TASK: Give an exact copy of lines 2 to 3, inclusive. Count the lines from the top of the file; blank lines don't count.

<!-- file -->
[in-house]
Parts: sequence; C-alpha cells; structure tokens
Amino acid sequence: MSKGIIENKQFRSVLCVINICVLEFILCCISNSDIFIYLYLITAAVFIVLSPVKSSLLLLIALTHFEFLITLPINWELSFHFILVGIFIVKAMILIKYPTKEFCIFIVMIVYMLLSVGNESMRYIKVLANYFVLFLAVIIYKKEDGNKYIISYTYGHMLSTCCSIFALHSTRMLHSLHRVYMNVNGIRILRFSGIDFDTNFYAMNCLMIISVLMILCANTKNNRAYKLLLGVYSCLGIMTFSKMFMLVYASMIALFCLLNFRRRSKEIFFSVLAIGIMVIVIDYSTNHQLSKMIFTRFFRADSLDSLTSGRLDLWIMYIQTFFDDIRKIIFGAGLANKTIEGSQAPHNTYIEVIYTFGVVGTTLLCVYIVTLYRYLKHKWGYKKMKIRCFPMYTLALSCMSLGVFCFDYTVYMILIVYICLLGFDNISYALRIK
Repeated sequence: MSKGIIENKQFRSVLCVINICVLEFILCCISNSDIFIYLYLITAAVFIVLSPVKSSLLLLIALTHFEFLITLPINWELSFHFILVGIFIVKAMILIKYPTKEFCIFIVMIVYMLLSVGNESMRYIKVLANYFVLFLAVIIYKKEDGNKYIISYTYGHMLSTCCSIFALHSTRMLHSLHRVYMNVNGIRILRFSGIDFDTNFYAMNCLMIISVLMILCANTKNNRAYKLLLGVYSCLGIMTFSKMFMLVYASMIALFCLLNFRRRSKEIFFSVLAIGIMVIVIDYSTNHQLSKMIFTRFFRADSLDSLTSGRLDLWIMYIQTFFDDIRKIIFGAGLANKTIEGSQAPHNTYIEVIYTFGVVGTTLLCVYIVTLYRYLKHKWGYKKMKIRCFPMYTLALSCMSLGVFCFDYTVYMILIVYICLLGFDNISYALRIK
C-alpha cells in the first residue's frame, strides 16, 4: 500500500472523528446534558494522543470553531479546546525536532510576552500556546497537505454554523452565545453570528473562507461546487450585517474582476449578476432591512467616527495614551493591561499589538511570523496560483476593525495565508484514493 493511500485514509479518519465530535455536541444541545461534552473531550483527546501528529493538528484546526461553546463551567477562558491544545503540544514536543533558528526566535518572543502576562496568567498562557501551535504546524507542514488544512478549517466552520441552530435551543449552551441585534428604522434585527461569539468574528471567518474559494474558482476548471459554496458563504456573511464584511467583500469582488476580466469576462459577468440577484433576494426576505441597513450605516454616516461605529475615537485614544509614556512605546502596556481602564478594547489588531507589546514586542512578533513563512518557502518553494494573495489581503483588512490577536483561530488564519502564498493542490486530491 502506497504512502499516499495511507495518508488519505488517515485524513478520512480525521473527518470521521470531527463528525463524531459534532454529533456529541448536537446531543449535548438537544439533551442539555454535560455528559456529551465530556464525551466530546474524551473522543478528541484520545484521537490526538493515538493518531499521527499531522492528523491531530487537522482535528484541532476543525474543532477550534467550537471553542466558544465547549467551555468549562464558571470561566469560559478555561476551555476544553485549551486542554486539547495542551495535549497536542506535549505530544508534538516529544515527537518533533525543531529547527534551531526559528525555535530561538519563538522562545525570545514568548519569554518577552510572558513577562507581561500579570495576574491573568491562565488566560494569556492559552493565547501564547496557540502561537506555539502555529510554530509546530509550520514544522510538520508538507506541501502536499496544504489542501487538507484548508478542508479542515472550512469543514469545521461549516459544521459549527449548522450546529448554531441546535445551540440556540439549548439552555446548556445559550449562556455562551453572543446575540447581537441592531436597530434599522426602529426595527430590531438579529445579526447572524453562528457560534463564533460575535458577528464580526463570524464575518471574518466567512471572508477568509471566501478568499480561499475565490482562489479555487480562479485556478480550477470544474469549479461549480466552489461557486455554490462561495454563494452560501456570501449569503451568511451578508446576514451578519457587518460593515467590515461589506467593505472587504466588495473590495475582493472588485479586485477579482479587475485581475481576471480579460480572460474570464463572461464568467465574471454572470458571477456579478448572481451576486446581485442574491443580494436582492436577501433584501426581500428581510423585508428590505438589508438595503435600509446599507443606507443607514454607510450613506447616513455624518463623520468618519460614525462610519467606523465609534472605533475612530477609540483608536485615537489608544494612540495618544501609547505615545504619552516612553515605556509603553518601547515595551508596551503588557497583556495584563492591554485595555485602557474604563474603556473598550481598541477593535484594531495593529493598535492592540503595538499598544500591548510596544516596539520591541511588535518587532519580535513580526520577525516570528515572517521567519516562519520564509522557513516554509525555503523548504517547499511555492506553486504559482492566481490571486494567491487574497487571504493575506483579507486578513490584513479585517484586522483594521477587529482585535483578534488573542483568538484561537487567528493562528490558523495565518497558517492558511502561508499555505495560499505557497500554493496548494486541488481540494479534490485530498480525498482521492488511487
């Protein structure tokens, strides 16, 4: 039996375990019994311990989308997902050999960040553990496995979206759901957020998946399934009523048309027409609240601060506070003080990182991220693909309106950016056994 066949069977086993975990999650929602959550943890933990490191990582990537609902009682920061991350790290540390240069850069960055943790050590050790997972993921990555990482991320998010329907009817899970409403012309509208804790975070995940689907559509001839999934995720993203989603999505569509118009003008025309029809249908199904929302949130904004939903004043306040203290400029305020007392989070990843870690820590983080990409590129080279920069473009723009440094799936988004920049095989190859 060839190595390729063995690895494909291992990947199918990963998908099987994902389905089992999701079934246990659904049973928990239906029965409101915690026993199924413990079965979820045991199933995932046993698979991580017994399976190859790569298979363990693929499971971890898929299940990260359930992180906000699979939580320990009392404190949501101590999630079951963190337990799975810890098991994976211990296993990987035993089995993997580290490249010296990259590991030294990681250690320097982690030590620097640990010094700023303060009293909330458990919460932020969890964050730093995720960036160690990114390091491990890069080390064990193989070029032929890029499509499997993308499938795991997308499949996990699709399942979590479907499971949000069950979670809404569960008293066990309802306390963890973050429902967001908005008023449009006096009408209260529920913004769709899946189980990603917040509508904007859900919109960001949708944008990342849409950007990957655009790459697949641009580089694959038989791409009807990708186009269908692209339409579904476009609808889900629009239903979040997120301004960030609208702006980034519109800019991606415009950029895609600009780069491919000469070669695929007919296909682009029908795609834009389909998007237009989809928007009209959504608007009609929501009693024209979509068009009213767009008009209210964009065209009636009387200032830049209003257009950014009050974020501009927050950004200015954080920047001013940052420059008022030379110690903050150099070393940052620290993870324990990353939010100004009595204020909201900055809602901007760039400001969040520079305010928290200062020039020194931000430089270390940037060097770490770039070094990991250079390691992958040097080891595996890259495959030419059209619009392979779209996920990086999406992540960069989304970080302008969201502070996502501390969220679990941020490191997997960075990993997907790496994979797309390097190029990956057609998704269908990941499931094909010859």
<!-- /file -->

Parts: sequence; C-alpha cells; structure tokens
Amino acid sequence: MSKGIIENKQFRSVLCVINICVLEFILCCISNSDIFIYLYLITAAVFIVLSPVKSSLLLLIALTHFEFLITLPINWELSFHFILVGIFIVKAMILIKYPTKEFCIFIVMIVYMLLSVGNESMRYIKVLANYFVLFLAVIIYKKEDGNKYIISYTYGHMLSTCCSIFALHSTRMLHSLHRVYMNVNGIRILRFSGIDFDTNFYAMNCLMIISVLMILCANTKNNRAYKLLLGVYSCLGIMTFSKMFMLVYASMIALFCLLNFRRRSKEIFFSVLAIGIMVIVIDYSTNHQLSKMIFTRFFRADSLDSLTSGRLDLWIMYIQTFFDDIRKIIFGAGLANKTIEGSQAPHNTYIEVIYTFGVVGTTLLCVYIVTLYRYLKHKWGYKKMKIRCFPMYTLALSCMSLGVFCFDYTVYMILIVYICLLGFDNISYALRIK